"FAVR is the most-accurate of the IRS-approved mileage reimbursement methods because it results in personalized mileage reimbursement rates based on each employee's costs to operate their car," Lackey said.
Because reimbursements through a FAVR program are based on specific vehicle usage costs, "tracking, processing and reimbursing accurately for these costs is not always easy," Lackey pointed out, given that many still rely on manual mileage reporting techniques, like handwritten paper logs or spreadsheets.
[SHRM members-only HR Q&A: Do we have to reimburse personal auto mileage for business-related trips?]
Automated software tools used in FAVR programs can help HR and payroll departments to account for fixed and variable driving costs, Lackey said. For instance, these programs can "automatically capture mileage in the field—and automatically populate IRS-compliant daily mileage logs—and monitor driving costs throughout the country to calculate and reimburse employees' actual costs," she explained. "Technology-driven data like this helps companies to treat their mobile workers equally by reimbursing actual expenses."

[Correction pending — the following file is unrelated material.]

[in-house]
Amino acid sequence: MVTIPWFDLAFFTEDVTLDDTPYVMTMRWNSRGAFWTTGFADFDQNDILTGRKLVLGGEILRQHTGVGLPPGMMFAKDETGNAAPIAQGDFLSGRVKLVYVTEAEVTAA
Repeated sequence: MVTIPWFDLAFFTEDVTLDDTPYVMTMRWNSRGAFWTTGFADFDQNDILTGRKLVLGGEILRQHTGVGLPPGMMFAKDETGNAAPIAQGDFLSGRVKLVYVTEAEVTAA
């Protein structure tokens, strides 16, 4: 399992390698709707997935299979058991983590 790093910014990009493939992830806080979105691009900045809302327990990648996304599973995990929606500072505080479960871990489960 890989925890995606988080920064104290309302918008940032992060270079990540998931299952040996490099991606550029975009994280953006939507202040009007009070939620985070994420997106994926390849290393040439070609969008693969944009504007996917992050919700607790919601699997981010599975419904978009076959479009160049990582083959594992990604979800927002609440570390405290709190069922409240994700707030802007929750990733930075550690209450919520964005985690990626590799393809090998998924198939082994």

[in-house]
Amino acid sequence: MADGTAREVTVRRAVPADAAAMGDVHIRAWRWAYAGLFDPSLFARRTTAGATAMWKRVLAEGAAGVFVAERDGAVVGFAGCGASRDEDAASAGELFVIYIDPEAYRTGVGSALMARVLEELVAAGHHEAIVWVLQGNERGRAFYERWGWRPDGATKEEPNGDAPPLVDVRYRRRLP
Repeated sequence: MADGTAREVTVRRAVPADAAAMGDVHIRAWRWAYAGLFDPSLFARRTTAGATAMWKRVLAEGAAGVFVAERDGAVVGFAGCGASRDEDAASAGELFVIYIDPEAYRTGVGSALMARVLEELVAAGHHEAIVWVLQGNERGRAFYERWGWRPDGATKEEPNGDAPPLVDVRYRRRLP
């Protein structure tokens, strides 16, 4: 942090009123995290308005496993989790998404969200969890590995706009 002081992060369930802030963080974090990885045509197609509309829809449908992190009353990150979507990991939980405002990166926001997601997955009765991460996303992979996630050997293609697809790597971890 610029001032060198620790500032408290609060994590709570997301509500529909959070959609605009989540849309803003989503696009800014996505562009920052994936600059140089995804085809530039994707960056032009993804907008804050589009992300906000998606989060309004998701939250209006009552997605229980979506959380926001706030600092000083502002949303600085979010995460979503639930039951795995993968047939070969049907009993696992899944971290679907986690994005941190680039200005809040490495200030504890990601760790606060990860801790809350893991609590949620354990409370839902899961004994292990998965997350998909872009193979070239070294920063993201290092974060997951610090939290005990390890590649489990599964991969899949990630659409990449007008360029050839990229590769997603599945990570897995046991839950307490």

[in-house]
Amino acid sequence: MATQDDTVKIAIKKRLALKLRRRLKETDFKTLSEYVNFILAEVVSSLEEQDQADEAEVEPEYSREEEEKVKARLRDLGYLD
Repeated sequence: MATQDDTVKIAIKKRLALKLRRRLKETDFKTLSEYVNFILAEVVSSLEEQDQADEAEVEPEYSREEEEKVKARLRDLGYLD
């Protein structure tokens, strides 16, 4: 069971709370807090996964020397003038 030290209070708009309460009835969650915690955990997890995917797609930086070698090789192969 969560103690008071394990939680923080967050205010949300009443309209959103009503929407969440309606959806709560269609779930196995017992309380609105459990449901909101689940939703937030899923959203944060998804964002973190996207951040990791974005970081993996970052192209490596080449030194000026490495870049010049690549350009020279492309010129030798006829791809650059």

"However, it's important to choose the right technology," Blake said. "Some solutions provide less-intrusive models that allow drivers to submit their business mileage and odometer [reading], rather than capture every single trip and provide it to the business" through so-called telematics that track vehicle locations, he noted.
Telematics solutions may make more sense when managing service vehicles, such as trucks, vans or logoed vehicles, Blake said.
When selecting appropriate technology to manage reimbursement programs, "HR directors need to carefully consider their mileage reimbursement policies" and how employee-owned vehicles are being used, Lackey advised.
Examples of smartphone applications for tracking and logging business miles and other expenses include Microsoft's MileIQ, CarData's Mobile Interactive Route (Mi-Route), and the Motus mileage tracking app.
Related SHRM Article:
IRS Announces Higher Standard Mileage Rate for 2018, SHRM Online Benefits, January 2018